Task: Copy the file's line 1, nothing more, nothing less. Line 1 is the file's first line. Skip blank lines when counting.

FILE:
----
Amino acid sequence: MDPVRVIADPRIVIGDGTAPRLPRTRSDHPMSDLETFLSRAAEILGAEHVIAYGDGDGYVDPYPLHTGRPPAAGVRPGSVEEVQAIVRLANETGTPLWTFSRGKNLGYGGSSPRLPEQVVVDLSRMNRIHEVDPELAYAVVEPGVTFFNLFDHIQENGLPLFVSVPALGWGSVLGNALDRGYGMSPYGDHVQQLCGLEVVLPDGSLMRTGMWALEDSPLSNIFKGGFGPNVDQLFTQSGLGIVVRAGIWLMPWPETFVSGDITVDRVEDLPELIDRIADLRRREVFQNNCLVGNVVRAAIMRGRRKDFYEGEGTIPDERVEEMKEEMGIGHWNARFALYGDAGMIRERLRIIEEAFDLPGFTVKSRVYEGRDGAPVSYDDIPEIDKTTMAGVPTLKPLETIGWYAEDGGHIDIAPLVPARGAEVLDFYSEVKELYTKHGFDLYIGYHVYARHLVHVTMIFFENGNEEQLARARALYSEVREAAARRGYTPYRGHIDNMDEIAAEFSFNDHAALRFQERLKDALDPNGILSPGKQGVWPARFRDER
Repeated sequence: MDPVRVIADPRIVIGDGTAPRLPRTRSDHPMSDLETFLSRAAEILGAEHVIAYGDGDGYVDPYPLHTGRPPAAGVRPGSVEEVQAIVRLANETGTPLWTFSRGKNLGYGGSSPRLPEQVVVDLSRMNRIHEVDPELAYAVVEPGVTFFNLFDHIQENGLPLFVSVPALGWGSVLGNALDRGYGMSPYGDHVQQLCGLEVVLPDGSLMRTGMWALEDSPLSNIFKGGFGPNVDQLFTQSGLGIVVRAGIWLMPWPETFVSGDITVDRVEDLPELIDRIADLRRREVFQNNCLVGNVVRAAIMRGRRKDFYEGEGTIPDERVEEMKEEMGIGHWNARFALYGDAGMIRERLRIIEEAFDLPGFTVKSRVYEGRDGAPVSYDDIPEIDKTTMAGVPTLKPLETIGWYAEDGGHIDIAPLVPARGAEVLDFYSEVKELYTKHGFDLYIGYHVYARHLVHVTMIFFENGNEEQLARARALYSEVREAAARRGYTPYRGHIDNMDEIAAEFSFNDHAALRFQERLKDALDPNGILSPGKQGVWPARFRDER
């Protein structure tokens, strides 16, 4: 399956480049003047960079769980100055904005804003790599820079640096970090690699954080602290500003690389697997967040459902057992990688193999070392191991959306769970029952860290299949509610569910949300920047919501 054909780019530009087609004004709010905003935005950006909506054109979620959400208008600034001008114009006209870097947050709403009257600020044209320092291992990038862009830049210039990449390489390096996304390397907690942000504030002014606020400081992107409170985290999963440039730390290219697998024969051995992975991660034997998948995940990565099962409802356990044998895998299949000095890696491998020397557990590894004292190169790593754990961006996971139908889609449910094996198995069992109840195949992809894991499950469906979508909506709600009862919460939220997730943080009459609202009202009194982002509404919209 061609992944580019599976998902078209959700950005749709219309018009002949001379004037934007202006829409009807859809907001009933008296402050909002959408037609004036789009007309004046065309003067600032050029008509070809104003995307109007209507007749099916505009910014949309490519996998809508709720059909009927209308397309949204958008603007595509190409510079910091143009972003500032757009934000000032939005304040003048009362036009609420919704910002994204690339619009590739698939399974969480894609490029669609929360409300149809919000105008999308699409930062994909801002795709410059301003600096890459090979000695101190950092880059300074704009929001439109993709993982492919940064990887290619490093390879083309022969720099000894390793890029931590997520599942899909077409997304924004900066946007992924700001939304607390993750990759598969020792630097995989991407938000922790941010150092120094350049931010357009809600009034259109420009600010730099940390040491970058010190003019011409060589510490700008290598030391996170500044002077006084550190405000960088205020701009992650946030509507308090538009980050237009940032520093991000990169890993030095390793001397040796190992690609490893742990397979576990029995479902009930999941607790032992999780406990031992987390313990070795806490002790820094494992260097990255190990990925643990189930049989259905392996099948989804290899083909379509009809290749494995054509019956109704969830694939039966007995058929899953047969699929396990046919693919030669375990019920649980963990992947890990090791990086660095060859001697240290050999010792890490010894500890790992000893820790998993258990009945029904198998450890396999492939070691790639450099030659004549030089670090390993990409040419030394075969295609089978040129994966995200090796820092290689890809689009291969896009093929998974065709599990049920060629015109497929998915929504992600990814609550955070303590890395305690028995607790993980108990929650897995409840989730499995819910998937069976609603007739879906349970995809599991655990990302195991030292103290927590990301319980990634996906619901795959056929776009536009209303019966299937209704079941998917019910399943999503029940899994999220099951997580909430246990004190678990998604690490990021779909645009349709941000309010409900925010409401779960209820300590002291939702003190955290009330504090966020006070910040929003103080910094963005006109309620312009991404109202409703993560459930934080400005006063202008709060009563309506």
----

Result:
Amino acid sequence: MDPVRVIADPRIVIGDGTAPRLPRTRSDHPMSDLETFLSRAAEILGAEHVIAYGDGDGYVDPYPLHTGRPPAAGVRPGSVEEVQAIVRLANETGTPLWTFSRGKNLGYGGSSPRLPEQVVVDLSRMNRIHEVDPELAYAVVEPGVTFFNLFDHIQENGLPLFVSVPALGWGSVLGNALDRGYGMSPYGDHVQQLCGLEVVLPDGSLMRTGMWALEDSPLSNIFKGGFGPNVDQLFTQSGLGIVVRAGIWLMPWPETFVSGDITVDRVEDLPELIDRIADLRRREVFQNNCLVGNVVRAAIMRGRRKDFYEGEGTIPDERVEEMKEEMGIGHWNARFALYGDAGMIRERLRIIEEAFDLPGFTVKSRVYEGRDGAPVSYDDIPEIDKTTMAGVPTLKPLETIGWYAEDGGHIDIAPLVPARGAEVLDFYSEVKELYTKHGFDLYIGYHVYARHLVHVTMIFFENGNEEQLARARALYSEVREAAARRGYTPYRGHIDNMDEIAAEFSFNDHAALRFQERLKDALDPNGILSPGKQGVWPARFRDER